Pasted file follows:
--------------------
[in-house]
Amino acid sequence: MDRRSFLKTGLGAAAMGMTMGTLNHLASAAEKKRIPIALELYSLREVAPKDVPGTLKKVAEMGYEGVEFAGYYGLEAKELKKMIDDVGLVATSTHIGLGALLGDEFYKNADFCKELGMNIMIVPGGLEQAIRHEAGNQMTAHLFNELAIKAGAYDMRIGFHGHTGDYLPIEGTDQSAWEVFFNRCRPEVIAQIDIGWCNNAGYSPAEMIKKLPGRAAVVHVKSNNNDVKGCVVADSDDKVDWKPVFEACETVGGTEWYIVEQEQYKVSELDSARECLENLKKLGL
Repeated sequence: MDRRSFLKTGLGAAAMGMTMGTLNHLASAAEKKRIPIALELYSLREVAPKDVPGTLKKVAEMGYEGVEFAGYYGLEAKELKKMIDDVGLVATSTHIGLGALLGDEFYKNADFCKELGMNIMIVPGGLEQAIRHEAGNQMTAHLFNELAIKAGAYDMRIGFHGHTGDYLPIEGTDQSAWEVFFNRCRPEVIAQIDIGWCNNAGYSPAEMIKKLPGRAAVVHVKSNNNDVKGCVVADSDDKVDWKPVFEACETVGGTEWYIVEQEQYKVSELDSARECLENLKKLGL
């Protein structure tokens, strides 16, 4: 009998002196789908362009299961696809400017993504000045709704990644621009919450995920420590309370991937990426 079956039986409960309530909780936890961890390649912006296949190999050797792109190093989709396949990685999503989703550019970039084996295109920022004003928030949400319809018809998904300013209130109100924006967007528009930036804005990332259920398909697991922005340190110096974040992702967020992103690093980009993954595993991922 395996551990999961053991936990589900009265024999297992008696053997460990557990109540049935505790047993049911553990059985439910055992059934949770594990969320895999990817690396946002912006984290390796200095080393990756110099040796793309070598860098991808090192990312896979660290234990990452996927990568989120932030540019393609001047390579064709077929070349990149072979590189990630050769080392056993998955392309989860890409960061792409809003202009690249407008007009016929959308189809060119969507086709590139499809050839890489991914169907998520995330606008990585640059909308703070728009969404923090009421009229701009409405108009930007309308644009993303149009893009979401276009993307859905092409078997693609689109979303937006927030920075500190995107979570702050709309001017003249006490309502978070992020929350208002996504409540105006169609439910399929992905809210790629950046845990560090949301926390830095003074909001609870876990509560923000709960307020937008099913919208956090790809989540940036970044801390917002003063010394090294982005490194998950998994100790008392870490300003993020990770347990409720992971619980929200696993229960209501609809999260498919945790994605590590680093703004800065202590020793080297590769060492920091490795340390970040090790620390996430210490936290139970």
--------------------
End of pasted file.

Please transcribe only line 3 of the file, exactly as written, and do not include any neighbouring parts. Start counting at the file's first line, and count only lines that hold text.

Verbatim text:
Repeated sequence: MDRRSFLKTGLGAAAMGMTMGTLNHLASAAEKKRIPIALELYSLREVAPKDVPGTLKKVAEMGYEGVEFAGYYGLEAKELKKMIDDVGLVATSTHIGLGALLGDEFYKNADFCKELGMNIMIVPGGLEQAIRHEAGNQMTAHLFNELAIKAGAYDMRIGFHGHTGDYLPIEGTDQSAWEVFFNRCRPEVIAQIDIGWCNNAGYSPAEMIKKLPGRAAVVHVKSNNNDVKGCVVADSDDKVDWKPVFEACETVGGTEWYIVEQEQYKVSELDSARECLENLKKLGL